There are many other stressors to deal with as well - the loss of employment, career, being dependent on others, etc. - those effect everyone everywhere - no lack of stress in the US either :)
  16. Dolphin

    Dolphin Senior Member

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    I think listening to your body is a good thing. Which unfortunately can often mean doing a bit less (or even more than a bit). But some people sometimes then improve in time either with or without specific treatments (so listening to one's body doesn't have to mean doing less permanently).

    Anyway, just to be clear, I'm not saying a treatment that gets people to do less or not do more is bad.
  17. Dolphin

    Dolphin Senior Member

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    If you or somebody can adjust the file sizes that can be put in the library (even temporarily), I'll upload one or two CBT manuals. For example, the CBT manual for therapists for the PACE Trial (4135KB) and the CBT manual for patients (3978KB). It has all the session plans, handouts, homework sheets, etc. One could see how bits of it could be useful to some patients especially patients who are fairly newly diagnosed. It isn't that "heavy" to read.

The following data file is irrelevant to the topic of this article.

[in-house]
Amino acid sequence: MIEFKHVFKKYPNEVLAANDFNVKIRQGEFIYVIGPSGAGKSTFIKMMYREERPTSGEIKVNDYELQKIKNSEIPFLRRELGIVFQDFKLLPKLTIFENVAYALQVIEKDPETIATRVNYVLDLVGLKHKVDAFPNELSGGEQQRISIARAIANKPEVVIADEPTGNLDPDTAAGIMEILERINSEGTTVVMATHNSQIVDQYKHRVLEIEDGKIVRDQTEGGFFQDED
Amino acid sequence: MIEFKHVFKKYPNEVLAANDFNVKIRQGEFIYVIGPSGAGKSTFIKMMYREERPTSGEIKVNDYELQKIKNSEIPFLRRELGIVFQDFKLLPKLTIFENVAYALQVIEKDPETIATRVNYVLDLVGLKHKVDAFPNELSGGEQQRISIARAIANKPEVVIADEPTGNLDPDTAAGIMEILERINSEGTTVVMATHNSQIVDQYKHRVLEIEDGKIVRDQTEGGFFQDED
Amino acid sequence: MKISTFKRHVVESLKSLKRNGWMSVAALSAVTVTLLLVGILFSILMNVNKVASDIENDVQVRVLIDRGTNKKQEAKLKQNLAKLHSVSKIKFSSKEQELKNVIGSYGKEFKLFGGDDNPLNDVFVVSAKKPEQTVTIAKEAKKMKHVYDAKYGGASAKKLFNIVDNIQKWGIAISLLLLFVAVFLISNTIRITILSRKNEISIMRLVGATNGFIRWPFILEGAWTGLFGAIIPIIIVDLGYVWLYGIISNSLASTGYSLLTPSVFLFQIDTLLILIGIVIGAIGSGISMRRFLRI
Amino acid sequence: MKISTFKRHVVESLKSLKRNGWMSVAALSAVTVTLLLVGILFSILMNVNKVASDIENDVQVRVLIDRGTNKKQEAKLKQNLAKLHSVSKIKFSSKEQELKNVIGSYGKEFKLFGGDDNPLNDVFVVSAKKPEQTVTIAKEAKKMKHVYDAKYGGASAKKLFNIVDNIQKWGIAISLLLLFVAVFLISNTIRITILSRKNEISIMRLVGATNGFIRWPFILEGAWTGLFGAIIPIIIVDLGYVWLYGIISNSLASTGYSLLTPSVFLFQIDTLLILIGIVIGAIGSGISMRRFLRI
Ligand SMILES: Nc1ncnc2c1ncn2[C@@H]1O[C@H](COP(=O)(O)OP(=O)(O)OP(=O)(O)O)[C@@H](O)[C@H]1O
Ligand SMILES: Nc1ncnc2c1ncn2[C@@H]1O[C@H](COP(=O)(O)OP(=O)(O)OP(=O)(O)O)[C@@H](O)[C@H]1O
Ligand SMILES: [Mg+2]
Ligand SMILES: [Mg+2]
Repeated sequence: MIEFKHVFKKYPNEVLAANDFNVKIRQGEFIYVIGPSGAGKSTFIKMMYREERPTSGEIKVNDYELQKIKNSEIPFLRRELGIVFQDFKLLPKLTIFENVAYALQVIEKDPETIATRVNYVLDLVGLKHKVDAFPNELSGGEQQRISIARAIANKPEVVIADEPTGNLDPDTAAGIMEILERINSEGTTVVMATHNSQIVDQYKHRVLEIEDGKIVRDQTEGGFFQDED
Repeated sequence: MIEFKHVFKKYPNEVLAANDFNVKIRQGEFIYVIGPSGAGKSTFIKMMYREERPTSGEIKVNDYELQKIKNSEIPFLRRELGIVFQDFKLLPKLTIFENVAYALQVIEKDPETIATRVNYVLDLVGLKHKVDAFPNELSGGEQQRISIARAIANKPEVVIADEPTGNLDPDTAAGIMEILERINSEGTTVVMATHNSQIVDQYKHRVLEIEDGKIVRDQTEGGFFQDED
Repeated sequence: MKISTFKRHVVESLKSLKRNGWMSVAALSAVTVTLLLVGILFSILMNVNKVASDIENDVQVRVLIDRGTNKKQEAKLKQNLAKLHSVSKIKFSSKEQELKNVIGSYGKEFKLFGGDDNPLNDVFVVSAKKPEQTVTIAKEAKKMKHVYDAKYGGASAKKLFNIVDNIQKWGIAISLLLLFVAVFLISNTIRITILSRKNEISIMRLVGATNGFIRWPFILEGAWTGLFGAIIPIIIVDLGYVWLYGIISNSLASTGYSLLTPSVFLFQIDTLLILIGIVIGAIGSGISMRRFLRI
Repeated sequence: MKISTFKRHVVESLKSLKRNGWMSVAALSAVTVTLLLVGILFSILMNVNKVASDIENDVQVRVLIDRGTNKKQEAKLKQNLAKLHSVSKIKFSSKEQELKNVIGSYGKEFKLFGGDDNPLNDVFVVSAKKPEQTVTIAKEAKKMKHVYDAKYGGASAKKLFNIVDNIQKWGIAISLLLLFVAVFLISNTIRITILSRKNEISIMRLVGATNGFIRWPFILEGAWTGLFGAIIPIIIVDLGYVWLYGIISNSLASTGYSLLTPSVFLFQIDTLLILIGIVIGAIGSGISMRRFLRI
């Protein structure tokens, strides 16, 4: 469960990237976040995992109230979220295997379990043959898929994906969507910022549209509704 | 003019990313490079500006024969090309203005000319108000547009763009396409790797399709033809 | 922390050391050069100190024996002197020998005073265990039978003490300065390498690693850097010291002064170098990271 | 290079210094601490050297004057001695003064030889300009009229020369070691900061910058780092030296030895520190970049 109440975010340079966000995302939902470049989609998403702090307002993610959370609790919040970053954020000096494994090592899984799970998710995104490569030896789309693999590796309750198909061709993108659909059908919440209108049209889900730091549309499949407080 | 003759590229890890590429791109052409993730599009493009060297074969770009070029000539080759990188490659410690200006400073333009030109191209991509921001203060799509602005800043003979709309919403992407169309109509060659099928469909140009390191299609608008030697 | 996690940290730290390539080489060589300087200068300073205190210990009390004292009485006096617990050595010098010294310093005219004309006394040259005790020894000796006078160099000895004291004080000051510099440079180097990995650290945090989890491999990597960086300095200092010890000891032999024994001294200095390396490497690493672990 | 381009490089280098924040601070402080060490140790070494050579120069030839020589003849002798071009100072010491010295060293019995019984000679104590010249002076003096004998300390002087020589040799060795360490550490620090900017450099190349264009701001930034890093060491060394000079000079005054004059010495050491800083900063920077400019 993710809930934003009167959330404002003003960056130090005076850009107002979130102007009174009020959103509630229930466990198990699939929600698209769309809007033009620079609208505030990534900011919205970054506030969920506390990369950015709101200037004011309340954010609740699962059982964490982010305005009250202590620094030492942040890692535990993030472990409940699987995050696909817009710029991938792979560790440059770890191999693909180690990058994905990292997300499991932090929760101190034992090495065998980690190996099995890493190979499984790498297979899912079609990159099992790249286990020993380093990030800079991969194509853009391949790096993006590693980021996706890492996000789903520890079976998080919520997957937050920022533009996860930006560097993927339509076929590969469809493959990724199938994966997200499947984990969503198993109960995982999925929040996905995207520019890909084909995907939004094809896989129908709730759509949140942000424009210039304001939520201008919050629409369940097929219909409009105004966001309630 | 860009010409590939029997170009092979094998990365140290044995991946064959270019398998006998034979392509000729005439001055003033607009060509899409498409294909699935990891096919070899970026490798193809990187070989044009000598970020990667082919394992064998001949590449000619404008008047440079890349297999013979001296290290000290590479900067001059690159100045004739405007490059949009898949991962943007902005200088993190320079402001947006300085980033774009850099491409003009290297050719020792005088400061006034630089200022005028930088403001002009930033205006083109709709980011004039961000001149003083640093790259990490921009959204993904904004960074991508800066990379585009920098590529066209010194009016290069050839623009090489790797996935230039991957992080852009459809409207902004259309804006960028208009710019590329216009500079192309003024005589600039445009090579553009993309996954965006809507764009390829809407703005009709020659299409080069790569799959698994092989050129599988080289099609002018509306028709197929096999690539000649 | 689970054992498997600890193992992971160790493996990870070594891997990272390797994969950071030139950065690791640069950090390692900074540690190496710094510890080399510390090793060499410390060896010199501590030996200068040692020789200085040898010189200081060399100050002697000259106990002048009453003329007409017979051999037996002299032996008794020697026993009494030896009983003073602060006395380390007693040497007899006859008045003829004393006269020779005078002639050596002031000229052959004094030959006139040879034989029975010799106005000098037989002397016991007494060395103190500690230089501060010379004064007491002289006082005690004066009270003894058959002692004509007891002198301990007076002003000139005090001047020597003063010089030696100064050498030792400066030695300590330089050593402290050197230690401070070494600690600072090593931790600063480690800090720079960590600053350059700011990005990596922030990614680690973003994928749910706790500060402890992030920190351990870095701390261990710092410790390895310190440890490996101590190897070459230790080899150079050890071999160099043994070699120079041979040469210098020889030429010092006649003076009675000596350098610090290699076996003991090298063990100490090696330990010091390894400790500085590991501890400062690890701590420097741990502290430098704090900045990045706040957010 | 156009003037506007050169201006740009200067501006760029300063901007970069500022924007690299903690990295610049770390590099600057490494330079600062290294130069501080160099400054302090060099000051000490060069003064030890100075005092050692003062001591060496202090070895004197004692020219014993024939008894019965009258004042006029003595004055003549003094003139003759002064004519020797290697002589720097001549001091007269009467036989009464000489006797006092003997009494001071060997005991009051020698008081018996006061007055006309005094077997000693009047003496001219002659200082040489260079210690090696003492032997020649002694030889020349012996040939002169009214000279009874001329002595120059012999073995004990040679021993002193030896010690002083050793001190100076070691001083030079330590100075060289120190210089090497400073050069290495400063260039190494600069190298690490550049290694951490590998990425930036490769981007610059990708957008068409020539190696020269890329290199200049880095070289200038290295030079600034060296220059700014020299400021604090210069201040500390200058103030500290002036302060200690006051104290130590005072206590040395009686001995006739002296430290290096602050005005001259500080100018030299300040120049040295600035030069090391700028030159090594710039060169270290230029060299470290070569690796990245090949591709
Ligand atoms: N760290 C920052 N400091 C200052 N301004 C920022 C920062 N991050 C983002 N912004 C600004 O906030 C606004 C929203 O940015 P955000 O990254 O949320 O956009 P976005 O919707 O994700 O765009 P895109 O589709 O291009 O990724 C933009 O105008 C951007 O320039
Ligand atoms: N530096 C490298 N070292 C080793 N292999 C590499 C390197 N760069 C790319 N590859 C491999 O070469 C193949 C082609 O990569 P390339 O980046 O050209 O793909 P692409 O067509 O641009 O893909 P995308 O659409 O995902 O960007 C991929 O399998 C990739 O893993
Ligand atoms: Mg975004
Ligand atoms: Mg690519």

18. Cort

    Cort Phoenix Rising Founder

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    Will do - it'll be good (I think :)) to learn what all the fuss is about. :Retro smile:

    Let me know if it doesn't work.
  19. Sasha

    Sasha Fine, thank you

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    Interesting that you could get it! I was invited to participate in the PACE trial and said I'd want to see the research protocol in order to be able to make the judgements necessary for informed consent. I was refused (and didn't participate).

    ETA: By "research protocol" I mean not just the manuals for therapists but details of the study design including patient selection criteria and other methodological details. I didn't want to be in a study with stupid CFS criteria to be used later as a political tool to beat us with.
  20. Dolphin

    Dolphin Senior Member

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    Somebody posted them on the internet around a month ago. Although because of the way they were bundled, a lot of people have not felt comfortable downloading them (or that is my impression).